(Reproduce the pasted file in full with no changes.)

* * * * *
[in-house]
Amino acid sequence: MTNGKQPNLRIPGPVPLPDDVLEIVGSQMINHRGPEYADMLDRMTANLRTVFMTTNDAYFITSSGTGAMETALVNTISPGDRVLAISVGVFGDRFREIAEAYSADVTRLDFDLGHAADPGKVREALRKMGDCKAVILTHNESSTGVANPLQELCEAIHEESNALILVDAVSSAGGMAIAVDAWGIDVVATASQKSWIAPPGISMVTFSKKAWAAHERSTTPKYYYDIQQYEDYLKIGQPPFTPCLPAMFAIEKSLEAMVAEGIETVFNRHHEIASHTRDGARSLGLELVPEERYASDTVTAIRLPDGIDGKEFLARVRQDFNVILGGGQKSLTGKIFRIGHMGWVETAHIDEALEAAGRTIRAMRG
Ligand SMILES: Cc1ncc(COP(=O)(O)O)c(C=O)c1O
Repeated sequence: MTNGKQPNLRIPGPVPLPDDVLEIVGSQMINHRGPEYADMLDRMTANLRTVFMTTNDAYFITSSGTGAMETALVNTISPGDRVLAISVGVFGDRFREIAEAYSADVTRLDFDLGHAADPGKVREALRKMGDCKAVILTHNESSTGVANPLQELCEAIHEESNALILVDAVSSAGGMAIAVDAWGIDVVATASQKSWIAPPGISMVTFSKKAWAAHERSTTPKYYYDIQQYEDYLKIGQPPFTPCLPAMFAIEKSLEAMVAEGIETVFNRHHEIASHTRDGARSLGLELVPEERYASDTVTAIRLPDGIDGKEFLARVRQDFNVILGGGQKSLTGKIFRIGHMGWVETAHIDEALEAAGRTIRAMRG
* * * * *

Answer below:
[in-house]
Amino acid sequence: MTNGKQPNLRIPGPVPLPDDVLEIVGSQMINHRGPEYADMLDRMTANLRTVFMTTNDAYFITSSGTGAMETALVNTISPGDRVLAISVGVFGDRFREIAEAYSADVTRLDFDLGHAADPGKVREALRKMGDCKAVILTHNESSTGVANPLQELCEAIHEESNALILVDAVSSAGGMAIAVDAWGIDVVATASQKSWIAPPGISMVTFSKKAWAAHERSTTPKYYYDIQQYEDYLKIGQPPFTPCLPAMFAIEKSLEAMVAEGIETVFNRHHEIASHTRDGARSLGLELVPEERYASDTVTAIRLPDGIDGKEFLARVRQDFNVILGGGQKSLTGKIFRIGHMGWVETAHIDEALEAAGRTIRAMRG
Ligand SMILES: Cc1ncc(COP(=O)(O)O)c(C=O)c1O
Repeated sequence: MTNGKQPNLRIPGPVPLPDDVLEIVGSQMINHRGPEYADMLDRMTANLRTVFMTTNDAYFITSSGTGAMETALVNTISPGDRVLAISVGVFGDRFREIAEAYSADVTRLDFDLGHAADPGKVREALRKMGDCKAVILTHNESSTGVANPLQELCEAIHEESNALILVDAVSSAGGMAIAVDAWGIDVVATASQKSWIAPPGISMVTFSKKAWAAHERSTTPKYYYDIQQYEDYLKIGQPPFTPCLPAMFAIEKSLEAMVAEGIETVFNRHHEIASHTRDGARSLGLELVPEERYASDTVTAIRLPDGIDGKEFLARVRQDFNVILGGGQKSLTGKIFRIGHMGWVETAHIDEALEAAGRTIRAMRG